How to Password Protect a Zip file in MacOS

zip folder

It’s simple to create a zip file on your Mac. Creating a password-protected zip file takes a little more effort, but it’s still relatively easy. Don’t believe me? This article will walk you through the process.

How to Zip and Unzip files

We’ll start out with how to zip or compress a file on your Mac.

  1. Find the file or folder you want to zip.
  2. Right-click the file. Most Macs don’t have a right mouse button, but you can still “right click” by holding two fingers down on your Mac trackpad, or by holding Ctrl while clicking.
  3. Select “Compress” (whatever the name of your file or folder is), and click your trackpad or mouse. Now the file or folder will be zipped to the location you choose.                                                                                                             zipfolder

Macs use a built-in Archive Utility, so it’s as easy as that. Your file’s zipped.

To unzip a file or folder on your Mac, double-click it with your trackpad or mouse. Or, if you want to unzip the file or folder with something other than the Archive Utility:

  • Right-click on the zipped file or folder with your trackpad or mouse and scroll to “Open With.”
  • Select the application you want to use to open the file.  Archive Utility

How to Create a Password-Protected Zip File

This will require using the Terminal application on your Mac.

  1. First, navigate to the Terminal application by one of the following two methods:
    1. Use the shortcut/hotkey: Command + Space bar. (You can learn more about MacOS hotkeys and shortcuts here.) This will open the Spotlights search bar on your Mac. Type “Terminal” in Spotlight, then double-click on Terminal to open it.
    2. Alternatively, you can go to Finder, scroll down to “Utilities,” and then select “Terminal” from the Utilities programs folder.
  2. In Terminal, type: “zip -e archive_name target_folder” to encrypt a file, or “zip -er archive_name target_folder” to encrypt a folder. The “-e” or “-er” instructs your Mac to create an encrypted zip file. Replace “archive_name” with what you want your archive to be called. Replace “target_folder” with the name of the folder or file you want to archive.
  3. The archive utility window will pop up a field for you to enter a password. Type the password that you will use for this archive and click OK.
  4. You’ll verify the password you’ve chosen by typing it in again when prompted. Then click OK to complete the password-protection process.

You’re all done! Now you know how to zip or compress files on your Mac, as well as how to unzip them. And you can add a password to your zipped files that contain sensitive data or anything else you don’t want spying eyes to see.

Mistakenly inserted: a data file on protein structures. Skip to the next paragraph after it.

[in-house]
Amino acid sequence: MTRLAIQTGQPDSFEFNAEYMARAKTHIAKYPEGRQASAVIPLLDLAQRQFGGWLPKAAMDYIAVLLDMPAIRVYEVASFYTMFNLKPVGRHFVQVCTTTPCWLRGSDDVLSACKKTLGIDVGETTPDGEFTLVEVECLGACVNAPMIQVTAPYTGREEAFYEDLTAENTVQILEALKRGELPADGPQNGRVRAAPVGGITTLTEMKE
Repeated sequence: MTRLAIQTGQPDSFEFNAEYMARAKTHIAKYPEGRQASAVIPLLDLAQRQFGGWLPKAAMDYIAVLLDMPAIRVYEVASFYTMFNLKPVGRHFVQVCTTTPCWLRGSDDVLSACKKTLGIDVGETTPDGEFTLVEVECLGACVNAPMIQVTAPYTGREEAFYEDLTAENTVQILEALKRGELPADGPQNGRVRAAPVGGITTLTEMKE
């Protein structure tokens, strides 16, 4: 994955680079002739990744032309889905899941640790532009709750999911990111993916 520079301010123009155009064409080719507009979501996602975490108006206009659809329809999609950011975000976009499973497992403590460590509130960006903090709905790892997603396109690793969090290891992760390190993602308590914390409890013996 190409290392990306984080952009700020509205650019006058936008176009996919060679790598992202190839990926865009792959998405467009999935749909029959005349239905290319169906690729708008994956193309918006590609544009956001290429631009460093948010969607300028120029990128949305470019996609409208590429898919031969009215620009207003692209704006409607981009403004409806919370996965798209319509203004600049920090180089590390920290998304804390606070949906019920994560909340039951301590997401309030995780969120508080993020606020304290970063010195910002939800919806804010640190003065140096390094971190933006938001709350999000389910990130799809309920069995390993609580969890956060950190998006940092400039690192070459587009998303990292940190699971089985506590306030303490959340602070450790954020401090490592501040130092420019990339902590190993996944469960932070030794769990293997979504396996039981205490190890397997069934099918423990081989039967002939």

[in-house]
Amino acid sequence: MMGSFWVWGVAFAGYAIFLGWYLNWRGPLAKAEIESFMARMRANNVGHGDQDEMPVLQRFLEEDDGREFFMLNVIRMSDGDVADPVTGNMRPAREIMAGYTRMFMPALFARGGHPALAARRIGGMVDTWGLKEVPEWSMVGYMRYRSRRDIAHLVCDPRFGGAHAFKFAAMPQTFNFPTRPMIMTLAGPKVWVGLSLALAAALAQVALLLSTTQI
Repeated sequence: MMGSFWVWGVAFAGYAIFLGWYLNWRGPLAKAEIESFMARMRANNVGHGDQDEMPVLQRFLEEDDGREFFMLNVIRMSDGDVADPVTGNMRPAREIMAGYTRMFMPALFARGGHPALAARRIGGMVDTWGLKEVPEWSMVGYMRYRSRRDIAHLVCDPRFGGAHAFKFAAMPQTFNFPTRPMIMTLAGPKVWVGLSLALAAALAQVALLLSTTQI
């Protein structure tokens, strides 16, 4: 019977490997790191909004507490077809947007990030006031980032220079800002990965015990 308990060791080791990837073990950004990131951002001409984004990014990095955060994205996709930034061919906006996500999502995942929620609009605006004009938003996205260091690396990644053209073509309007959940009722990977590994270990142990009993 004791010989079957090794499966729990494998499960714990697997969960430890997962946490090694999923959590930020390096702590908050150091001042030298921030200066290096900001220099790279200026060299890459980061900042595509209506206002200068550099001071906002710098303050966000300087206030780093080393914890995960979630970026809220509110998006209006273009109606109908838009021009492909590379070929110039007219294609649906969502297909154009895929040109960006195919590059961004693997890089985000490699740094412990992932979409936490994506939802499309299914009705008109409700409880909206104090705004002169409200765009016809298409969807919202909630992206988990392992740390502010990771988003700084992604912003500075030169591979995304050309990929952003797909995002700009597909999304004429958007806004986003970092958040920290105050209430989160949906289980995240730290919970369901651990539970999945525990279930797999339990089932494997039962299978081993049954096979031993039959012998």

Posted by Heather on June 29, 2016

6 thoughts on “How to Password Protect a Zip file in MacOS”

Rosalea says:
Screenshots would have been much more helpful. Not everyone understands how to type in the target folder info.
Mark says:
Rosalea, you type in the target folder info by using the keys on your keyboard. What screenshot would make sense for that?

Thank you, HEATHER!

Gigi says:
I can’t type a password in the Terminal…there is a key icon and nothing I type gets entered…..grrrrrrr!
Spencer says:
That’s how it works. It doesn’t show you what you’re typing. Just type it like you would any other password.
binoop says:
For Zipping a folder with password
zip -er [archive] [folder]
eg: zip -er FolderToZip
zip -er ~/Desktop/ ~/Documents/FolderToZip/

For Zipping a file with password
zip -e [archive] [file]
eg: zip -e FileToZip.txt
zip -e ~/Desktop/ ~/Documents/FileToZip.doc

Jimmy says:
No spaces in target folder name
Jacob says:
Use quotation marks around the path if there is a space.
zip -e “~/Desktop/File With” ~/Documents/FileToZip.doc
adam says:
I used the correct file name got a message saying “zip warning: name not matched: target_folder1”
ew says:
before entering the command. pls enter directory of folder..

for example: ~cd/desktop/

or if your file is in a subfolder at desktop.. then: ~cd/desktop/[folder name]

then the utility will be in that folder and you can use the command..

Andrey says:
To protect folder you need to use slightly different command: “zip –er archive_name target_folder1″
Moradeyo says:
I tried to follow you instructions about encrypting a folder/file but all it does is create an empty zip file containing a string of files similar to the path of the target folder I chose. Any idea why this could be happening?
Moradeyo says:
plus the created zip file is not protected i.e. I was able to access it without entering a password
Moradeyo says:
Also, the created (empty) zip file was accessible without the password I supposedly assigned to protect it.

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